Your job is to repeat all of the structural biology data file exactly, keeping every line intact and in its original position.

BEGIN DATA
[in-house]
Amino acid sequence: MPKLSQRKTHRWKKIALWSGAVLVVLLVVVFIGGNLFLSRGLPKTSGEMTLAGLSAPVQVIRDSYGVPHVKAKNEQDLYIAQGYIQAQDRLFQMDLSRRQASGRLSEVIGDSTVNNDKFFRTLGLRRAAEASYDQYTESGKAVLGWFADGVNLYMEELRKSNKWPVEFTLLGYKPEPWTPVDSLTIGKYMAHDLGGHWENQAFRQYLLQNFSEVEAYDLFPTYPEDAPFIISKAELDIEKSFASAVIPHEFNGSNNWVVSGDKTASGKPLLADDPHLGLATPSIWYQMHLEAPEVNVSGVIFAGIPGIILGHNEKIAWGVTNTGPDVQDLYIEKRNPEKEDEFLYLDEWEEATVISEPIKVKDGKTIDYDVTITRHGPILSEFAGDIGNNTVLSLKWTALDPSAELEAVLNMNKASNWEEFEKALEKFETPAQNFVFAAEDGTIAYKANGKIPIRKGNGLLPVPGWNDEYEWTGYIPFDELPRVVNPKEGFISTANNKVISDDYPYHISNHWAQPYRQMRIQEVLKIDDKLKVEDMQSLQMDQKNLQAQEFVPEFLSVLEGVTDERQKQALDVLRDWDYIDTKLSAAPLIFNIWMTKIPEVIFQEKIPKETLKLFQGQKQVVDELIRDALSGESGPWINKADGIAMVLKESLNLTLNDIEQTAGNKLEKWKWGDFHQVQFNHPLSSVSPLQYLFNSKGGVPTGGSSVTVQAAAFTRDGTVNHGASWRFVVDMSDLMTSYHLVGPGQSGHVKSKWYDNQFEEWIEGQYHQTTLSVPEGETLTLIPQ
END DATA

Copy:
[in-house]
Amino acid sequence: MPKLSQRKTHRWKKIALWSGAVLVVLLVVVFIGGNLFLSRGLPKTSGEMTLAGLSAPVQVIRDSYGVPHVKAKNEQDLYIAQGYIQAQDRLFQMDLSRRQASGRLSEVIGDSTVNNDKFFRTLGLRRAAEASYDQYTESGKAVLGWFADGVNLYMEELRKSNKWPVEFTLLGYKPEPWTPVDSLTIGKYMAHDLGGHWENQAFRQYLLQNFSEVEAYDLFPTYPEDAPFIISKAELDIEKSFASAVIPHEFNGSNNWVVSGDKTASGKPLLADDPHLGLATPSIWYQMHLEAPEVNVSGVIFAGIPGIILGHNEKIAWGVTNTGPDVQDLYIEKRNPEKEDEFLYLDEWEEATVISEPIKVKDGKTIDYDVTITRHGPILSEFAGDIGNNTVLSLKWTALDPSAELEAVLNMNKASNWEEFEKALEKFETPAQNFVFAAEDGTIAYKANGKIPIRKGNGLLPVPGWNDEYEWTGYIPFDELPRVVNPKEGFISTANNKVISDDYPYHISNHWAQPYRQMRIQEVLKIDDKLKVEDMQSLQMDQKNLQAQEFVPEFLSVLEGVTDERQKQALDVLRDWDYIDTKLSAAPLIFNIWMTKIPEVIFQEKIPKETLKLFQGQKQVVDELIRDALSGESGPWINKADGIAMVLKESLNLTLNDIEQTAGNKLEKWKWGDFHQVQFNHPLSSVSPLQYLFNSKGGVPTGGSSVTVQAAAFTRDGTVNHGASWRFVVDMSDLMTSYHLVGPGQSGHVKSKWYDNQFEEWIEGQYHQTTLSVPEGETLTLIPQ